Mazda is in big trouble. This is merely an assumption on my part because I used to think that the left-field Japanese brand was simply dancing to its own tune. But after testing their small(est) CX crossover, I got the feeling that they are in a spot of bother…
Why? Well, up to now they got their SUV nomenclature right. Two letters, dash, number and seeing that the beloved X (for Crossover) was already part of their naming strategy for regular vehicles, they simply slapped a C on the front for what is plainly a range of Compact Crossover vehicles. Brilliant. Inspired!
You may even go so far as to conspiracy-theorise that they’re dyslexic and hinting at a luxury Swedish brand with its refined range of soft-roaders. Mazda even left plenty of room to grow with the cute CX-3 or larger CX-5 on offer. The only issue I was aware of was that their pricing was too close and people were easily upsold to the 5.
What a wonderful problem to have.
And it’s here, in the negligible space between the two models, where things have gone wrong in recent months. You see, Mazda introduced the equally-attractive CX-30 model which not only breaks the XX-0 mould mentioned earlier, but also wipes its backside with most other criteria.
Is it a trendy wannabe coupé, some soft evolution or a direct successor of the CX-3? Ehh, nope. It’s a stand-alone model which actually comes dangerously close to the CX-5 in terms of size, spec and price. They should’ve called this the CX-4, or in keeping with their new naming strategy, something like CX-48 would’ve been more accurate.
Still don’t believe me? Watch this:
|CX-3 2.0 Dynamic A/T||CX-30 2.0 Dynamic||CX-5 2.0 Dynamic A/T|
|Engine||1998cc i-4 petrol||1998cc i-4 petrol||1998cc i-4 petrol|
|kw / Nm||115 / 206Nm||121 / 213||121 / 213|
|Gearbox||6-speed Automatic||6-speed Automatic||6-speed Automatic|
So, on paper, the CX brethren are incredibly close. That also goes for their looks, although I think that the middle child has some of that Coupé-SUV thing going on. The cabins are fairly similar as well, although the newbie sports a newer screen and sharper instruments; which will hopefully make their way to the other models as well.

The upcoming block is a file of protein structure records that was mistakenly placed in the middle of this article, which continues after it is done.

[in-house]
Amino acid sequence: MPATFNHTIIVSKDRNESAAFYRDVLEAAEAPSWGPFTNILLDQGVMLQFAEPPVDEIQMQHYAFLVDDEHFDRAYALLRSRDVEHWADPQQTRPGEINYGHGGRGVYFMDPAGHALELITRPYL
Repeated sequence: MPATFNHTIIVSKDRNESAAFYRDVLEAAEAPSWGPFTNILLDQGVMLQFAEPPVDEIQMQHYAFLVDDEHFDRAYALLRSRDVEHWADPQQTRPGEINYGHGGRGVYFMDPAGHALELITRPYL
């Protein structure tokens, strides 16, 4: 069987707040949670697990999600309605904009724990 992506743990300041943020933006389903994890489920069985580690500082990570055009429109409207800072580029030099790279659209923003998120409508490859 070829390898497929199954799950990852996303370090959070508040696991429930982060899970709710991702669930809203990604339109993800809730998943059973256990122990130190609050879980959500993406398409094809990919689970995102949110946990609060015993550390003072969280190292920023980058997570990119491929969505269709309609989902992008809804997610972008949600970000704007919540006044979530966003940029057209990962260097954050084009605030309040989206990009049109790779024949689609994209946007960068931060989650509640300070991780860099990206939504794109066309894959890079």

If not, that is certainly a unique selling proposition – fresher tech and slightly cooler designs. Not that the other two vehicles are ever to be mentioned in the same sentence as the word “ugly”… Mazda makes some seriously good-looking machines, and we even compiled a video about a recent special version of the bigger CX-5:
Because they all share the same drive train – albeit with a de-tuned engine in the ‘3 – piloting a CX-3 is pretty familiar territory to anyone who’s been exposed to the other two. If you’re new to the Mazda stable, pick any one of the trio because they have modern and dynamic handling with just enough ride comfort for everyday use.
Let me reiterate. The CX-3 is not an ugly vehicle, nor is it useless or overpriced. Quite the opposite, actually. But in the teeny-tiny world of Mazda SUV’s, unless they’re planning five more models in the immediate future, the clustered line-up simply doesn’t make any sense.
But… if your local dealer is out of CX-5 stock, or the CX-30 is just a bit too big (like, a tiny bit) then this trusty little CX-3 2.0 Dynamic Auto might fit the bill. Each vehicle is sold with a 3-year UNLIMITED mileage warranty and matchy-matchy service plan.